Is he right? I don't know. Yet. In the following months I'm going to do a great deal more reading on classical education, and of course I'll blog about my readings.

Oh - one more thought. Climbing Parnassus is not about classical Christian education. He writes from a very firmly secular humanist point of view. As I had just waded through several of Douglas Wilson's essays before tackling Parnassus, this point of view was welcome and refreshing. (Douglas Wilson actually says that classical education cannot happen without a religious framework; he's simply wrong.) He is not anti-Christian, nor anti-religious education, but he does analyze classical education from a thoroughly secular point of view.

I found an interview with him from NRO.

And here's another.

Here's a review of Climbing Parnassus from the Philadelphia Inquirer.

More articles are out there, but if you search, make sure you search on "Tracy Lee Simmons." Don't leave the Lee out. "Tracy Simmons" is also the name of a woman with a much more colorful career.

Posted by Steph at August 3, 2004 09:46 AM
Comments

Simmons has a good argument about governing others well only after governing oneself well. If you want an education based on Aristotle (and Plato/Socrates), then there are two things to focus on: logic and ethics. Logic sharpens the mind, ethics the soul. I don't know of anyone who doesn't start studying such things who doesn't either have (or develop) a major love for learning. Like most forms of "classical" education, most see it as liberal arts, and therefore pointless. Personally, I wish logic were taught long before college. How much more would children understand the abstracts of math (beyond the memorized rules) if they knew WHY it worked?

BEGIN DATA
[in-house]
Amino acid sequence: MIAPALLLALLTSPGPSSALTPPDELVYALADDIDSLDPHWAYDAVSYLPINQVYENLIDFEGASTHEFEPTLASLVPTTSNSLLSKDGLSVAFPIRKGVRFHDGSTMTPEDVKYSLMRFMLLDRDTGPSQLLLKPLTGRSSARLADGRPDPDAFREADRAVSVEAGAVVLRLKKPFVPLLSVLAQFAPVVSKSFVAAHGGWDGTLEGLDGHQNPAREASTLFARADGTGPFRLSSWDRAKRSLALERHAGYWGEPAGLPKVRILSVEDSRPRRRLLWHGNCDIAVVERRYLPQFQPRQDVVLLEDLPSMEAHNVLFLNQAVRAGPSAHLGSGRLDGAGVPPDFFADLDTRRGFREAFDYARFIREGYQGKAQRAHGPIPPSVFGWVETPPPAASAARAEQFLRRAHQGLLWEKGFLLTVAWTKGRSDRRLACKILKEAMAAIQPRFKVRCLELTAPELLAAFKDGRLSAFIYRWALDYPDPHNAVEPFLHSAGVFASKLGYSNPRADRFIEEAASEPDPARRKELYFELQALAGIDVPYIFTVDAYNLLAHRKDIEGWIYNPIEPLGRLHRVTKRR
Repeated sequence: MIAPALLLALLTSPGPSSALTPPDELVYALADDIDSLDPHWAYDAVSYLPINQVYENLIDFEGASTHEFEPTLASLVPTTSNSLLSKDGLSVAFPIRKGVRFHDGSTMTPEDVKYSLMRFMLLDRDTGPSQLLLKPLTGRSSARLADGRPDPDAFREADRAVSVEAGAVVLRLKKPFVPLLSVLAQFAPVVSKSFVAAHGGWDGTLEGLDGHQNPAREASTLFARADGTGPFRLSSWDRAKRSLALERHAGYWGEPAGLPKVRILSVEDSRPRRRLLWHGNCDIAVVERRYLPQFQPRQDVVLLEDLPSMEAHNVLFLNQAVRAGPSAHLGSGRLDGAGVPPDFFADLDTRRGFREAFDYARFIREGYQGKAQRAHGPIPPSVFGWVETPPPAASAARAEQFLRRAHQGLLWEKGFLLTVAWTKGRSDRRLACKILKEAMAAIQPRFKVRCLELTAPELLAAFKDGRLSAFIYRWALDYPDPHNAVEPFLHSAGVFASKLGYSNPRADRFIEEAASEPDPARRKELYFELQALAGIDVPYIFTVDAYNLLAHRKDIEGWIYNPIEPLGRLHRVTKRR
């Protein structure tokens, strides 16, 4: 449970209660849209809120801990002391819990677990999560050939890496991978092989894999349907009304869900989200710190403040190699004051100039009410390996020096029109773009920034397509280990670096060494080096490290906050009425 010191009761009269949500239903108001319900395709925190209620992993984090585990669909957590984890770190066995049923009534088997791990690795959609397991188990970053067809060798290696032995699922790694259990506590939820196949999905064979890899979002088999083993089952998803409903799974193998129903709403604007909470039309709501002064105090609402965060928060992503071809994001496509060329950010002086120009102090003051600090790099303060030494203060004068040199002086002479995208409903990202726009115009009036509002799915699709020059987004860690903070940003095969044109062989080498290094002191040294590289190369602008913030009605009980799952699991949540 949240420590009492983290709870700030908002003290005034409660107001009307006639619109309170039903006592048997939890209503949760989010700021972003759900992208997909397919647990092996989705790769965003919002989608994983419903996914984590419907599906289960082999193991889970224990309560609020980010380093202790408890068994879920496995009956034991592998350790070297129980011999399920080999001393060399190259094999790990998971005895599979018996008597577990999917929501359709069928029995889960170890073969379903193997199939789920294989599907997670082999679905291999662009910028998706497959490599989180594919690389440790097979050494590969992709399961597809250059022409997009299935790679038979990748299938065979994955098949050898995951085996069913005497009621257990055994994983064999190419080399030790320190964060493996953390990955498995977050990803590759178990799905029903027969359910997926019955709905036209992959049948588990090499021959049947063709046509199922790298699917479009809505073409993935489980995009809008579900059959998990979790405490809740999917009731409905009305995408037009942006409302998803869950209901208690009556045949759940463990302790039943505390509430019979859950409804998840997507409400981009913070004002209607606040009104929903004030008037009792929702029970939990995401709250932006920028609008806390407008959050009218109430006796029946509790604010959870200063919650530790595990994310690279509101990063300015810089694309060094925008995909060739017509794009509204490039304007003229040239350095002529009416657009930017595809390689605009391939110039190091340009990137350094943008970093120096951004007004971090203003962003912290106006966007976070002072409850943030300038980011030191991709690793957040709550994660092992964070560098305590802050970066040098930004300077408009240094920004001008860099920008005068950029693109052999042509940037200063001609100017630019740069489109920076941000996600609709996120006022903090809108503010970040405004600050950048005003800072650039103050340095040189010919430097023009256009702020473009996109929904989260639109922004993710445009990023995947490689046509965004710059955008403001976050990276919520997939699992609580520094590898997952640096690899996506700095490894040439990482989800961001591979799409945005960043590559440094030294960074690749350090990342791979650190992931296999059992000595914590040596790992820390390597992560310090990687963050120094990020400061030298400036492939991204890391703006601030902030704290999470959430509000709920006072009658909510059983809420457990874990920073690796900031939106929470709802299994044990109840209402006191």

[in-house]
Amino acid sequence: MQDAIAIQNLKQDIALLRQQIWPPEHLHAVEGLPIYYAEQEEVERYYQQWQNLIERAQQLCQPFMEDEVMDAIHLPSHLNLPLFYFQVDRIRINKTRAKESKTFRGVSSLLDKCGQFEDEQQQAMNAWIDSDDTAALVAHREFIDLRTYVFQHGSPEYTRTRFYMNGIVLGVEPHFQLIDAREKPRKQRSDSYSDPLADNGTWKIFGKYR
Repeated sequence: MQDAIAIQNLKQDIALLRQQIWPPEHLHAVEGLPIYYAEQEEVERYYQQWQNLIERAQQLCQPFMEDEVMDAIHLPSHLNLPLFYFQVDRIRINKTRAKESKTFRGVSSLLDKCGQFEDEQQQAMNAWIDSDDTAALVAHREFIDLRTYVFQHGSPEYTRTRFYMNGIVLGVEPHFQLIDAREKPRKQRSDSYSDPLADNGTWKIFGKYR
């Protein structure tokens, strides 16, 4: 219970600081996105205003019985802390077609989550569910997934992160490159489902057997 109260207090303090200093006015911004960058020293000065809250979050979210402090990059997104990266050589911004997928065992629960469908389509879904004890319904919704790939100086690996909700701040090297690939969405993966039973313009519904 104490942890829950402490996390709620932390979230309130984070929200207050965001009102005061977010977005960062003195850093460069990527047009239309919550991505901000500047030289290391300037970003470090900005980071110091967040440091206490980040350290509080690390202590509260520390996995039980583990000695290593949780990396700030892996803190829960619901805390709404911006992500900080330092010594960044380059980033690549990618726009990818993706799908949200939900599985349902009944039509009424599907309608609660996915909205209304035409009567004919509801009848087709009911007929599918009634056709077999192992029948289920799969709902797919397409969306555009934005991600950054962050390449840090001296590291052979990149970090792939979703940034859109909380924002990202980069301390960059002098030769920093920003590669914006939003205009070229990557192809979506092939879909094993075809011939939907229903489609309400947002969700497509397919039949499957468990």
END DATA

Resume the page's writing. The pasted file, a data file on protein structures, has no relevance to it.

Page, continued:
Now all you've done is make me want to pull out all my old logic books again.

Posted by: Mark L on August 3, 2004 01:27 PM

That's why I'm not good at math. I have no idea why it works.

Heh. You have uncovered our fiendish plan.

Latin first. We'll start logic games around the 5th grade, and formal logic in the 7th grade. A few years of logic will be followed by rhetoric and ethics.

You'll have to pull out your old logic books, because I'm going to need all the help I can get :)

Posted by: Stephanie on August 3, 2004 11:54 PM

HA! What began as a comment became a future-blog. So I'm not going to tell you here. :-p

I am, however, reeeeeely glad you posted this. Thanks!

Dy

Posted by: Dy on August 4, 2004 12:59 AM

Oh, goodie. I wonder if I still have my "Foundations of Mathematics" textbook. Start from scratch, develop inductive logic rules from observation, then natural numbers, then rational numbers, then real numbers. Also, the rules for mathematical operations and things like the Associative property. From there you get to find out that the rational numbers are countably infinite, and the real numbers are uncountably infinite (meaning they are bigger than infinity).

Does that sound like fun? Or does your head hurt?

Posted by: Mark L on August 4, 2004 11:57 AM

Hmm. Latin's important then. I guess I knew that a little bit, but you're right about WTM being more history and stages of learning focused. They do mention Latin as important and part of the process of training the mind. I'm quite intrigued now. I'll definetly have to ILL the book.

Posted by: Sarah on August 4, 2004 07:07 PM

Jeff explained all that to me once, about countably infinite and uncountably infinite. It made my brain hurt. It made sense after he explained it. I don't remember the explanation. lol

Sarah, do read it, if you get a chance. Right now I'm under the impression that TWTM is a kind of modern version of classical education, designed to cover all the modern bases. I'm trying to decide whether that's what I want or not.

Posted by: Stephanie on August 7, 2004 12:27 AM